are genuinely comfortable with multiracial Britain and concerned about the environment; that on issues of gender, sexuality and social mores, they know the tune as well as the words
So, I'm not convinced that the general public would buy into a campaign attacking the Tories in the same way that they attacked Blair with the infamous Demon Eyes campaign. Behind Cameron, of course, is a whole bunch of rather more unsavoury characters - not just the unreconstructed thuggish wing of the Party - but the radical free marketeers, who maintain a belief that even in times of crisis, individual responsibility is the only way to go, rather than recognising that in crisis, we need to band together to sort problems out. Let's not call them out on what they used to spout, but let's challenge them on what they propose now and what their thinkers are considering. Policy Exchange were swiftly frozen out when they proposed a controlled evacuation of the North, relocating grateful northerners down to Oxford, Cambridge and London. That may not have chimed with Cameron's charm offensive on the North, but Policy Exchange represents the direction of travel for the Conservative party at the moment. The neocons may be on the retreat in the US, but they are rising in the UK - be warned.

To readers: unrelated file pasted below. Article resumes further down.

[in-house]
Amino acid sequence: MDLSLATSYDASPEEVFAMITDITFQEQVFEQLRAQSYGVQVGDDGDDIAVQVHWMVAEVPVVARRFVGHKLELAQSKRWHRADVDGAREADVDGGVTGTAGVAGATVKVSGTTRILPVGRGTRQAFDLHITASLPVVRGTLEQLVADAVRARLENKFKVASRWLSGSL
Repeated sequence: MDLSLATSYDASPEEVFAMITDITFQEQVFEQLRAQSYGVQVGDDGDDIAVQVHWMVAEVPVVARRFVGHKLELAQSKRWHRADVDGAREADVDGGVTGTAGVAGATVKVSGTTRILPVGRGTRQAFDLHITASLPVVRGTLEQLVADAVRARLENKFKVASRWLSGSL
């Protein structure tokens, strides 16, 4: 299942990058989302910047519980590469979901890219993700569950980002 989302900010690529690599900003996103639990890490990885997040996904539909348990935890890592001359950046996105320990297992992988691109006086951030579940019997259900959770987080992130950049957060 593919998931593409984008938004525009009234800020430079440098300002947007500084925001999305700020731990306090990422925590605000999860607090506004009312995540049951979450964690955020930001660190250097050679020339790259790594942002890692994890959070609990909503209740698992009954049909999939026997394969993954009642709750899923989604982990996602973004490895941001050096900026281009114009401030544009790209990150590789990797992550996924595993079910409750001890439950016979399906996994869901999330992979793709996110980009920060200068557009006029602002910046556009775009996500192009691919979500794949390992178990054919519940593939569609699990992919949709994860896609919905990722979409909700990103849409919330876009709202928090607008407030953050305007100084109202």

The 80s were all about the 'me' generation - a habit that has been hard to break. Labour has restored some of that belief in the value of 'we' - some problems are too big for individuals to resolve and that they may need help. Big problems needs big government to help individuals. The Tory line seeks to abandon people to the outcome of their own decisions as they apply a form of social darwinism. Labour recognises that people need help and the fundamental truth that 'by the strength of our common endeavour, we achieve more than we achieve alone' and that is a principle worth repeating and defending.

Faking it - Cameron-lite

If the Tories are busy aping Tony Blair with their wannabe copy, Dave Cameron, then the Lib Dems are copying the copy with Nick Clegg. But their use of actors doesn't stop there - their PPB is staffed entirely by actors.

I tip my hat in the direction of Tom Harris for this video clip - which he sourced from RecessMonkey.

Thursday, September 25, 2008

Don't keep me hanging on the telephone, Nick.

Oh dear.

Nick Clegg's groundbreaking telephone stunt last week - an automated cold call to 250,000 households in 50 constituencies following his speech to see if anyone knew who he was - looks likely to end up with the party being slammed by the Information Commissioner and put on a final warning. If they were to repeat it, they would actually face criminal sanctions.